Novak Djokovic is widely tipped to confirm his status as the greatest male tennis player of all time at the 2022 Australian Open. That's not to say he hasn't already; Djokovic has accomplished several feats that no man has ever come close to.
Statistically, however, the Serb is still tied with Roger Federer and Rafael Nadal for the record of most Grand Slams won. Slam tally, according to many, is the clearest metric for determining the greatness of a player.
Winning 21 would leave no room for doubt. It could really be the final nail in the coffin of all GOAT debates.
But as things stand, there's a good chance that Novak Djokovic might not even play the Melbourne Slam. Australian Open chief Craig Tiley recently confirmed that COVID-19 vaccination would be mandatory to enter the tournament, which puts the participation of many players - including Djokovic - in doubt.
Speaking after his loss to Alexander Zverev at the Nitto ATP Finals, the World No. 1 said:
"We'll see. We'll have to wait and see. I haven’t been talking to them (the Australian Open organizers), to be honest. I was just waiting to hear what the news is going to be and now that I know we'll just have to wait and see."
Novak Djokovic has been one of the most outspoken tennis players, and athletes in general, when it comes to opposing mandatory vaccination. He is not an anti-vaxxer per se, but he is of the opinion that people should get to decide whether they want to put something into their body or not.
On the one hand, that sounds like an irresponsible stance given that the world has been grappling with a pandemic for two years running. What makes it even more frustrating is that Djokovic is a celebrity who has a huge fan following, and whose opinion can directly influence millions.
On the other hand, the matter of individual rights cannot be completely ignored. People do usually get to choose what they put into their bodies. As a strong advocate of individual rights myself, I can totally see where Novak Djokovic is coming from.
But then again, there is the question of how far individual rights can extend. If Djokovic's individual right to not take the vaccine endangers other people's lives - based on the scientific data that unvaccinated people are more likely to be carriers - then it is not just about an individual anymore.
After a point, the matter becomes about public health and safety. And if Australia's government decides that that is something it wants to safeguard by every means possible, it absolutely does have the right to prevent an unvaccinated person from entering the country.
It is easy to see how complicated the whole issue is. There are valid points from both sides, which are correct in their own way. And anyone who tells you they can say for certain which viewpoint is wrong, is lying.
But where does the matter stand from the perspective of the man who is at the center of it all?
Novak Djokovic's decision - To play, or not to play
There are a few scenarios that could transpire from this point onward:
One is that Novak Djokovic decides to get vaccinated (right now it is unclear whether he is vaccinated or not) and plays the Australian Open. And if he does enter the tournament he will likely end up winning it, given that he is a nine-time champion in Melbourne who has looked borderline invincible there for much of his career.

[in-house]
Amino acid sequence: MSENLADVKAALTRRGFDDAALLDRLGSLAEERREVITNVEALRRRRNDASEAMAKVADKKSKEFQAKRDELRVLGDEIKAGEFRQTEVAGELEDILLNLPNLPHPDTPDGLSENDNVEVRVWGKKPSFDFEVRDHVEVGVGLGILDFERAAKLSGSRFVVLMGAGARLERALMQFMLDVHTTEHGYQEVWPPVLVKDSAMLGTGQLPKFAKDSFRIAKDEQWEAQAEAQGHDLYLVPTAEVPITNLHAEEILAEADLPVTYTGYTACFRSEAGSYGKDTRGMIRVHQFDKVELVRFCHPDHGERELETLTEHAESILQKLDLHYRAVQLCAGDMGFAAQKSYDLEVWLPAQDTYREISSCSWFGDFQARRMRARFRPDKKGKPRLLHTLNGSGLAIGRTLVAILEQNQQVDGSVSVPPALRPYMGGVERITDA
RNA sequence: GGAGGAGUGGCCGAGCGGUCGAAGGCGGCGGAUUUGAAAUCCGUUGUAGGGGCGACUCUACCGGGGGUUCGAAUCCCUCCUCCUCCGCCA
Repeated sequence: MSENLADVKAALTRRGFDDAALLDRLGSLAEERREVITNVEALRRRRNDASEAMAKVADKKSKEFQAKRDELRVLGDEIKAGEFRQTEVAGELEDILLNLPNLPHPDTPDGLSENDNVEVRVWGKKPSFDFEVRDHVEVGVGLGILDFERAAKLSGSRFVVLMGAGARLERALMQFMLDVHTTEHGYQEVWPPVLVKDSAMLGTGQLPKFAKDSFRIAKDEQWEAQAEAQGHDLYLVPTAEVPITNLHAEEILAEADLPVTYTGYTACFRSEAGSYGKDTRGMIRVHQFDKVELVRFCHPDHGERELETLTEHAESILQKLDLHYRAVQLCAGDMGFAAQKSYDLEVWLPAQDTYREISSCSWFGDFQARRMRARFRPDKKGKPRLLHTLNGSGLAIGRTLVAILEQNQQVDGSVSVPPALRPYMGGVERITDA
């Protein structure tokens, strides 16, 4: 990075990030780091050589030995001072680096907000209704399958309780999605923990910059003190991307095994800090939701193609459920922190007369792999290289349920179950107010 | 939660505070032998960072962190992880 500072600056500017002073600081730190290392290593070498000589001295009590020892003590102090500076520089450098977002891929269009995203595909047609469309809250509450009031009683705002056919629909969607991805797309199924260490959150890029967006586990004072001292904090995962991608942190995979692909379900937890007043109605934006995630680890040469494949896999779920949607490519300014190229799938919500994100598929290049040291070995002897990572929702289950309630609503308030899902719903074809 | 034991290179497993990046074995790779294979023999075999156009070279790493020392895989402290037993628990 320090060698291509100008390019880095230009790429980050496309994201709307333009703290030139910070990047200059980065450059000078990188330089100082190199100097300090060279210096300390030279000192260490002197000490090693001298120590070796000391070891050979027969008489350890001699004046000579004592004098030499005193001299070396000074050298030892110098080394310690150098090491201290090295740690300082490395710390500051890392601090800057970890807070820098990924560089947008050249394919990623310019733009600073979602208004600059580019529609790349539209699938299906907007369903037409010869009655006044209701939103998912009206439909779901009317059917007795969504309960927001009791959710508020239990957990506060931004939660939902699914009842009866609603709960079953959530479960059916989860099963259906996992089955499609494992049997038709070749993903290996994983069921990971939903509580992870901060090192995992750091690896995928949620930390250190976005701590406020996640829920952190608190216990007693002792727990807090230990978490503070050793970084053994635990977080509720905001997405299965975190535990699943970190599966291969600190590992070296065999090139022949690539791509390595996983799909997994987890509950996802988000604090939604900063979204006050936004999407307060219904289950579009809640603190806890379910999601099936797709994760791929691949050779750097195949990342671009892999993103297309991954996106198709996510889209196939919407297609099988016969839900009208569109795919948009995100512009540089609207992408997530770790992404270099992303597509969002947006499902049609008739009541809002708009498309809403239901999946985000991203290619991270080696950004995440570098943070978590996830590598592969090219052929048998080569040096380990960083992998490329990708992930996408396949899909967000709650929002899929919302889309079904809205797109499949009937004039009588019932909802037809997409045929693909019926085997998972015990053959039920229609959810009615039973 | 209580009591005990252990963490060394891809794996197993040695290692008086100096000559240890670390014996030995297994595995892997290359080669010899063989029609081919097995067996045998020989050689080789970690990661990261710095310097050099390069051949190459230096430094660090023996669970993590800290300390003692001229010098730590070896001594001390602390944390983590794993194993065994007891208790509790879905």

But if Djokovic does confirm he has been vaccinated, he would be going against everything he has been talking about the last couple of years and thus risk invoking the ire of his fans. It's not just his fans who would likely be disappointed by that, but also many others who have held him up as the poster-child of freedom of autonomy against the supposed totalitarianism of vaccine madates.
The other alternative is that Novak Djokovic skips the Australian Open. While the Serb would become a bigger darling of the anti-vaxxer community by doing that, he would also miss out on a great opportunity.
This is, after all, the Serb's best and quickest chance of becoming the outright Slam leader.
Rafael Nadal has announced his plans to return in time for the Australian Open, which means he will likely be fit and healthy by the time the French Open rolls around. And we know how it usually goes with Nadal and Roland Garros; there is every possibility that the Spaniard will claim sole ownership of the record if Djokovic remains at 20 until then.
So if he were to skip just one Slam, Novak Djokovic risks postponing his dreams by a year. Even if he wins one of Wimbledon or the US Open, he would still only be able to tie Nadal - just in time for the tennis world to travel Down Under again for the 2023 Australian Open.
The cycle would then repeat itself, because Australia is unlikely to relax its vaccination mandate until the pandemic is completely over.
For a person like Novak Djokovic, there is no other avenue available. He is too big to pursue other, let us say less legal options. And Djokovic has always been an extremes kind of guy; there are no middle grounds for him.
Whatever option he chooses, there is no way the Serb comes out of this with a win. There is no obvious path, at least not right now.
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Either Novak Djokovic plays the Australian Open and comes across as a hypocrite, or he doesn't play and comes off as stubborn and unscientific. It remains to be seen whether he has the heart to risk losing (or at least postponing) a dream for the sake of his personal principles.
Q. Do you think Novak Djokovic will play the 2022 Australian Open?
87 votes so far